Saturday, October 10, 2009

Sharing a new, old book

This morning I'm doing lots of things for fancy. One favorite passion of mine is reading. I love used bookstores especially. My car brakes very hard for them.

I got this little paperback in July when I went to Sylva, North Carolina, a little small country town on the way to Pigeon Forge. For 50 cents, I got this book, really because it just looked like a good autobiography, which I love to read.

The name of it is Growing Up by the Pulitzer Prize winner Russell Baker. And, it's good reading so far. It's one of those books, you just don't want to put down. It was written in 1982.

On the back of the book is:

This is Russell Baker's story of growing up in America between the world wars--in the backwoods mountains of Virginia, in a New Jersey commuter town, and finally in the Depression-shadowed urban landscape of Baltimore. It is a story of adversity and courage, of the poignancy of love and the awkwardness of sex, or family bonds, and family tensions. We meet the people who influenced Baker's early life and the everyday heroes and heroines of the Depression who faced disaster with good cheer and usually muddled through. Every page has something wonderful.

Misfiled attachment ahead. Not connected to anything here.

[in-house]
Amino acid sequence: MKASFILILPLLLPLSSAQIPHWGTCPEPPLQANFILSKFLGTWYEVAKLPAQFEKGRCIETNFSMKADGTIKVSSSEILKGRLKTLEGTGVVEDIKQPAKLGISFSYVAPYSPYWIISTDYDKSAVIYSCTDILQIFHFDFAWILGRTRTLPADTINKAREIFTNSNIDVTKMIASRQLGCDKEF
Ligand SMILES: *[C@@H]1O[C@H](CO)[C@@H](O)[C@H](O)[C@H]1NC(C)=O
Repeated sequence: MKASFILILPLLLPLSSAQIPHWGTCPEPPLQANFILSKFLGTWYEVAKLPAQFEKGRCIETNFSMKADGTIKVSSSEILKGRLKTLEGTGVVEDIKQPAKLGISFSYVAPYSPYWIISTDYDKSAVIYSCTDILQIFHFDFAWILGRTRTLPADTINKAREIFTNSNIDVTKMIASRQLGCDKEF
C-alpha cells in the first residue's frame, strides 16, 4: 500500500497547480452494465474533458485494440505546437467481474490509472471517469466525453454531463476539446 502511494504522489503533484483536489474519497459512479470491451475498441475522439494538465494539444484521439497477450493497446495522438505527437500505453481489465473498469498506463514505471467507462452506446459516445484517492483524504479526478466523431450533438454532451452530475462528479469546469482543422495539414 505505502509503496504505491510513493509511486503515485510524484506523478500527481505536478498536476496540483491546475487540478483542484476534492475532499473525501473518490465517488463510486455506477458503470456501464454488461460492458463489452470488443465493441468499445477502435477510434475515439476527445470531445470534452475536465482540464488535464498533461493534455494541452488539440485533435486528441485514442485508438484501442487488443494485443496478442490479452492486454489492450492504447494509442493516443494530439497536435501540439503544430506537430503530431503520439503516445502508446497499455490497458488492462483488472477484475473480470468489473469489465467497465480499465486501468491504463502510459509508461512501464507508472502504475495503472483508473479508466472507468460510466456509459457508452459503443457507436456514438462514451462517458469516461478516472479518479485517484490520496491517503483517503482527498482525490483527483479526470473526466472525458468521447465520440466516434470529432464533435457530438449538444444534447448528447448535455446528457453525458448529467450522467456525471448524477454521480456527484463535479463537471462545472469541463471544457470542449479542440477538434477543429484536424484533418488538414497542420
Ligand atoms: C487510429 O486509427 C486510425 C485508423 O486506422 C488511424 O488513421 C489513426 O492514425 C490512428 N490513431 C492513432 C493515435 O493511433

I've only gotten a small part of it read yet but he has some wisdom I'd like to share in it. Chapter one starts out talking about his conversations with his mother at her bedside in her last days and she has dementia. He always tried to pull her back to the present but she would intermittently think she was at different ages in the distant past, when she was much happier.

He says, " Children rarely want to know who their parents were before they were parents, and when age finally stirs their curiosity, there is no parent left to tell them. "

And

"As I hovered over my mother's bed listening for muffled signals from her childhood, I realized that this same dispute had existed between her and me. When she was young, with life ahead of her, I had been her future and resented it. Instinctively, I wanted to break free, cease being a creature defined by her time, consign her future to the past, and create my own. Well, I had finally done that, and then with my own children I had seen my exciting future become their boring past."

And

" These hopeless end-of-the-line visits with my mother made me wish I had not thrown off my own past so carelessly. We all come from the past, and children ought to know what it was that went into their making, to know that life is a braided cord of humanity stretching up from time long gone, and that it cannot be defined by the span of a single journey from diaper to shroud"

Just some thoughts this morning to ponder.

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